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No more ‘Vakabu’ offence, Malawi court rules Rogue and vagabond law ‘unconstitutional’

The High Court in Blantyre  has ruled that rogue and vagabond offence is unconstitutional.

The determination was made by a panel of three judges comprising High Court judges Zione Ntaba, Michael Mtambo and Slyvester Kalembera,  meeting as  a constitutional court.

Astreet vendor Mayeso Gwanda took the matter to Constitutional Court  challenging the constitutionality of Section 184 (1) (c) of the Penal Code which provides that “every person in or upon or near any premises or in any road or highway or any place adjacent thereto or in any public place at such time and under such circumstances as to lead to the conclusion that such person is there for an illegal or disorderly purpose, is deemed a rogue and vagabond.”

Gwanda was arrested around 4am in March 2015 at Chichiri near a bus stop while walking from Chilomoni Township along the Masauko Chipembere Highway going to Limbe.

With plastic bags in hands, he was stopped by police and asked where he was going. He explained but was later taken to Soche Police.

He was later taken to court and was charged with rogue and vagabond.

Gwanda,who was helped by the  Southern Africa Litigation Centre (Salc) and the Centre for Human Rights Education, Advice and Assistance (Chreaa) , “argued that the offence of rogue and vagabond results in a number of rights violations, including his rights to dignity, privacy, freedom from inhumane and degrading treatment, freedom and security of person, freedom from discrimination, and freedom of movement.”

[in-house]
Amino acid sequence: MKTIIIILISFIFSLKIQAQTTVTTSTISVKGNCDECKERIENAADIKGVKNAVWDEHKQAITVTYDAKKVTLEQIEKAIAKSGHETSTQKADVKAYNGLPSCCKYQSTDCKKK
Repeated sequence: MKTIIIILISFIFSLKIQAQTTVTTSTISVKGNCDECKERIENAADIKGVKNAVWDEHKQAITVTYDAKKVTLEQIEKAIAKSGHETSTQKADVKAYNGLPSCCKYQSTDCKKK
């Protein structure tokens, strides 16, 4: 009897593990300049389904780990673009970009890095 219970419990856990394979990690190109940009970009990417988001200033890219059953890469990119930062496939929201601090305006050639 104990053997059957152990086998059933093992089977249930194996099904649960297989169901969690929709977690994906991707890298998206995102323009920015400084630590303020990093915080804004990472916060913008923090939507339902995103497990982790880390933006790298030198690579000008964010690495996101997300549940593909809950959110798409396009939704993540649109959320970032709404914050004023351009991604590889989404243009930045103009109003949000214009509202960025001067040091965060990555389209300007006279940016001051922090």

The judges agreed with Gwanda and declared the offence “unconstitutional.”

Gwanda’s lawyer Mandala Mambulasa, said he was pleased with the conclusion of the case.

The case was joined by  friends of the court who included Legal Aid Bureau (LAB), Malawi Law Society (MLS), Paralegal Advisory Service Institute (Pasi) and Chreaa.

Chreaa executive director Victor Mhango said  they conducted a the study  which identified gaps in the law and that the poor and marginalised groups such as prostitutes have been unfairly targeted.

“The harsh effects of minor nuisance-related offences are felt most by the poor, who are unfairly targeted by these laws and who do not have easy access to legal representation and family resources once arrested,” said Mhango.

The research was aimed at ascertaining the extent of police enforcement of the rogue and vagabond law and it focused on the arrest practices of Blantyre and Limbe police stations and included interviews with magistrates, police officers and sex workers.

First Published by the Nyasa Times.

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